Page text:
The United Nations has predicted that the African continent will be one of the most severely impacted regions in the world by climate change, which will manifest in widespread water stress and declining agricultural yields throughout the continent, thereby exacerbating food insecurity, malnutrition, and poverty.
In Africa, the distribution of the funds raised by green bond issuance has been highly concentrated in South Africa. Statistics reveal that South Africa leads the continent by an extremely wide margin of 74 percent. Morocco and Nigeria make up 17 percent and 7 percent of the total issuance of green bonds in Africa respectively.
According to statistics issued by George Marbuah of Stockholm Sustainable Finance Centre, Africa constituted 0.4 percent of the market share by value, out of the total green bonds issued by each continent in the period 2007-2018.
First issued in 2007 by the European Investment Bank, green bonds—also known as climate bonds—direct financing exclusively to projects with positive climate, environmental, and sustainability outcomes across a myriad of sectors, including energy, transportation, construction, agriculture, and water. These projects span from renewable energy infrastructure and upgrading energy efficiency to low-carbon transportation and buildings.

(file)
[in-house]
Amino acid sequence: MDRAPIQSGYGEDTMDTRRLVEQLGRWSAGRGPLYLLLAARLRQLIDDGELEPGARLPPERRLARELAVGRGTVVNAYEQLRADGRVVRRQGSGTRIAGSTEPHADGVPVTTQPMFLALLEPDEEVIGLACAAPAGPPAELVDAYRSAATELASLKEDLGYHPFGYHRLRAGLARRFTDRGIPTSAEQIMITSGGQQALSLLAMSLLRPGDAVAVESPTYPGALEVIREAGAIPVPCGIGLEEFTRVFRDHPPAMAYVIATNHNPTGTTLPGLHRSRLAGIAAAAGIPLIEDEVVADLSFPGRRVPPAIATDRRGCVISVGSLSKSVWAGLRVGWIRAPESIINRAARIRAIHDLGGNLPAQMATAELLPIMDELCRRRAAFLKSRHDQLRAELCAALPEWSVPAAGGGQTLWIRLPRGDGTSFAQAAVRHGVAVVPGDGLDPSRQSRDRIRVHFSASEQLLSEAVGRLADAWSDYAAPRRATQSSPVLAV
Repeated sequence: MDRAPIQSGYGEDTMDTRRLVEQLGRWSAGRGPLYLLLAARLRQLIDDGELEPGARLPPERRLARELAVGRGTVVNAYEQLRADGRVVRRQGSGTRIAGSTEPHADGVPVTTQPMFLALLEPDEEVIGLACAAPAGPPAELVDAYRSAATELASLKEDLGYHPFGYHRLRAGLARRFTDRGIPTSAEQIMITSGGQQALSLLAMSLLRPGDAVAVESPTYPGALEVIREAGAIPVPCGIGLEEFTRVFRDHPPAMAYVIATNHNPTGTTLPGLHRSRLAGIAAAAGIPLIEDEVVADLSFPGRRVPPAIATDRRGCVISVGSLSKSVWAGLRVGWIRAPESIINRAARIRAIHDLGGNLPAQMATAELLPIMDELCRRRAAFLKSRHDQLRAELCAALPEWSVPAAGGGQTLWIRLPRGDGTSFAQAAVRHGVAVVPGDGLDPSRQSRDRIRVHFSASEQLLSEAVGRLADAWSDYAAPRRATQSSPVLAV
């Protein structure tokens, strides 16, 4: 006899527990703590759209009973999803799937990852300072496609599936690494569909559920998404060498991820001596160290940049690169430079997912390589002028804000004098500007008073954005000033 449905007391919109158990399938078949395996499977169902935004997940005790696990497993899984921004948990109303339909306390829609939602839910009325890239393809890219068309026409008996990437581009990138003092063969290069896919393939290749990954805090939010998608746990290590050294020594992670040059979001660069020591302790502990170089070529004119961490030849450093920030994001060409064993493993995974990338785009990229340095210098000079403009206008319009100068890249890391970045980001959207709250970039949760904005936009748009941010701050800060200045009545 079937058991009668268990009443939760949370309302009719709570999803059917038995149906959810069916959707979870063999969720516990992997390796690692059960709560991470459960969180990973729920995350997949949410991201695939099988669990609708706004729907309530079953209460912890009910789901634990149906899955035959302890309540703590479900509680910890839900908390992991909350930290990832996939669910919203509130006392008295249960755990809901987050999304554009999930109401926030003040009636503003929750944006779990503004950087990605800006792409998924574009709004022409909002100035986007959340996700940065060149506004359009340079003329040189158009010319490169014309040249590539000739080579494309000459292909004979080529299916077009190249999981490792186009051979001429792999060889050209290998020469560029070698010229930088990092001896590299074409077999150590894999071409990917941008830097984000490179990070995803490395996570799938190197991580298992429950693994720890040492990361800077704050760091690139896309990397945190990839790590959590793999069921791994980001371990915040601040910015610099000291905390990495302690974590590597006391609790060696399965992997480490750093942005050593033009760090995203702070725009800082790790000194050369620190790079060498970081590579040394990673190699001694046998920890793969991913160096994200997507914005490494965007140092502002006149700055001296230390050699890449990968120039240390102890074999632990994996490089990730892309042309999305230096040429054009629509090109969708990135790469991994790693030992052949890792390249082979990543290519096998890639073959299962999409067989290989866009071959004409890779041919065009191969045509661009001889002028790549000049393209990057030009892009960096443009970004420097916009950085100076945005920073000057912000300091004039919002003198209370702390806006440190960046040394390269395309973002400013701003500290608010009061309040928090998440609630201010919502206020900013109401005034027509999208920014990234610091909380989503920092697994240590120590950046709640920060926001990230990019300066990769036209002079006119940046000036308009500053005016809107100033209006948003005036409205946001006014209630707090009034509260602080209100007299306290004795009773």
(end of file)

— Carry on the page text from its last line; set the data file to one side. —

According to the Harvard Law School Forum on Corporate Governance, the demand for green bonds gained significant momentum following the drafting and signing of the Paris Climate Agreement in 2015.
By sector, green bond issuance financing was largely dominated by climate-conscious energy and building with 47 percent and 39 percent, respectively, of the market share. The “Others” category constitutes projects like low-carbon transportation, resource conservation, and waste management.
A recent report from the Stockholm School of Economics’ Sustainable Finance Center highlights the role of green bonds as a relatively new, innovative financial product that raises funds for environmentally aligned sustainable development projects in accelerating climate change mitigation and adoption.
Although characterized by all the same features of a traditional bond in terms of structure, risk, and expected returns, green bonds are distinguishable by their environmental purpose.